Traditional Handicrafts are offering employment to skilled communities as well as quality and tradition to discerning tourists in Siem Reap, Cambodia.
Traditional Handicrafts in Siem Reap, Cambodi Cambodia flourished in Angkorian times when the finest objects crafted for temples and the Royal Court. Handed down through generations, the skills of Cambodian artisans fulfilled domestic and religious needs for centuries until the dark yours of the Khmer Rouge, when production came to a standstill.
Today, from stone or wood carving to silver and basket work, traditional handicrafts enthused by a growing tourist market, are recovering very well. Cambodian silk pieces are sought by collectors worldwide.
Seim Reap and Takeo are important weaving centers although silk is widely available at all tourist spots. There’s a good selection at the Russian Market in Phnom Penh where popular items include Kmer scarves, sarongs and soft furnishings await their new owners.
Cambodian silk is named according to the type of fabric and its use, pa moung for evening dress, hol for going to the temple, pidan for hanging, etc.
The stone carving tradition of Angkor continues until today; artists are reproducing ancient pieces to satisfy tourists. While original Angkor Stones from Phnom Kulen are reserved for temple restoration, there are ample supplies of sandstone in Banteay Meanchey for other requirements. Buddha statues, Apsara dancers, and bas-reliefs are all popular tourist collector items, but the top of the list are replica busts of Jayavarman VII, founder of Angkor Thom.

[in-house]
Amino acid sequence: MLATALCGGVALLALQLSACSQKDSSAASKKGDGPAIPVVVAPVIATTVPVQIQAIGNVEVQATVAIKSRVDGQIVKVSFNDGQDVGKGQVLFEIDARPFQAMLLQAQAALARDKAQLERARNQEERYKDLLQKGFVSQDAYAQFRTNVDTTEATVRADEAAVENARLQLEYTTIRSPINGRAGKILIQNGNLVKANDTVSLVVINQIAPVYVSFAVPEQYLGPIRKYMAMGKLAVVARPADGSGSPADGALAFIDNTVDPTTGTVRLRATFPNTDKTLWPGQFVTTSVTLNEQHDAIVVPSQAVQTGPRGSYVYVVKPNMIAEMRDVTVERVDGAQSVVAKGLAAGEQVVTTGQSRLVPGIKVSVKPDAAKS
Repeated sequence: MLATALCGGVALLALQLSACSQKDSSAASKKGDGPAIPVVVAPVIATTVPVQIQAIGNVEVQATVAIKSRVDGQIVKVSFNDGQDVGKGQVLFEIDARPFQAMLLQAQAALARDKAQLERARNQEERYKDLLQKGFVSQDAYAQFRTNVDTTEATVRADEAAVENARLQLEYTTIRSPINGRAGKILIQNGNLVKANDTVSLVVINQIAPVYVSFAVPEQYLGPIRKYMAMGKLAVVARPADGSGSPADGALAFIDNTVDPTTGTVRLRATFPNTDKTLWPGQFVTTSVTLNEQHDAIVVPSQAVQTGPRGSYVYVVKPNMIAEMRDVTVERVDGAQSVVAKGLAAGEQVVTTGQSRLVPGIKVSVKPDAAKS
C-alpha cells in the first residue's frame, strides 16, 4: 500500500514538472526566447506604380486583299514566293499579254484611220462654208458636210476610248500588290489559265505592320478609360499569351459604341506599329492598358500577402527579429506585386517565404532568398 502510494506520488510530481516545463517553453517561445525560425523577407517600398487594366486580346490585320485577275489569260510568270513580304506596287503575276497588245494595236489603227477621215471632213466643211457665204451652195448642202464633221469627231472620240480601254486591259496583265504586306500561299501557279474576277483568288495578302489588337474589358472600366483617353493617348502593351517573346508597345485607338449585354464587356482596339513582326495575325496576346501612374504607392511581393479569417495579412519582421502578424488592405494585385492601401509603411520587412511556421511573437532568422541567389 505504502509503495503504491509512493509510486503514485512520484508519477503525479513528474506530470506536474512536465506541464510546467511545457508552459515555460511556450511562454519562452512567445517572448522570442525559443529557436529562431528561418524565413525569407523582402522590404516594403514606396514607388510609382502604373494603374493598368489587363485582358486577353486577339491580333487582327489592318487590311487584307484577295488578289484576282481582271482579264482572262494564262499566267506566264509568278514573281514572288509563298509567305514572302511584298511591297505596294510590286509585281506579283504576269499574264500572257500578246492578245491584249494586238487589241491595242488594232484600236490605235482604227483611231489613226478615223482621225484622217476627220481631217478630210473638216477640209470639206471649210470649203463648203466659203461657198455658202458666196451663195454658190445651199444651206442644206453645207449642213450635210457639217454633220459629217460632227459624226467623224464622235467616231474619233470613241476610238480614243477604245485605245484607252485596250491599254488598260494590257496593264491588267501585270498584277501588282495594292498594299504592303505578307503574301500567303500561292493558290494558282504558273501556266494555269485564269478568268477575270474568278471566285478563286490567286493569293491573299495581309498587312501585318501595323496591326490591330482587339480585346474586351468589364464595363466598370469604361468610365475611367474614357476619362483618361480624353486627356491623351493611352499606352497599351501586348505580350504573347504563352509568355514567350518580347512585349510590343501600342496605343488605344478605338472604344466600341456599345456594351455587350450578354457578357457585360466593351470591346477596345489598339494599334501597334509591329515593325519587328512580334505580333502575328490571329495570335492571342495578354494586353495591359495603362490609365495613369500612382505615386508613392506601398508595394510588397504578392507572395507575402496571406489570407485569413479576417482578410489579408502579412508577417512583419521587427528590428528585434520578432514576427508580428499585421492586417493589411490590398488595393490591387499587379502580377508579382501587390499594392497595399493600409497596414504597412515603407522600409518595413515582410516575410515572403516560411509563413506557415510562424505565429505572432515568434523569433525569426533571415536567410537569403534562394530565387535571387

Cambodian wood carving has its origins in ancient animist beliefs. Village homes have finely carved with flowers, moon or stars, to enlist protection. Objects for domestic use range from furniture to kitchen utensils, while carved boxes and ornaments of all kinds are produced for the tourist trade.
What a wonderful website! I love how you kept everything informative. There aren’t’ many websites out there regarding Cambodia, from a Cambodian perspective that is as insightful. Reading some of the posts made me miss Cambodia. Keep up the amazing work. Will drop by once in awhile to check out this site 🙂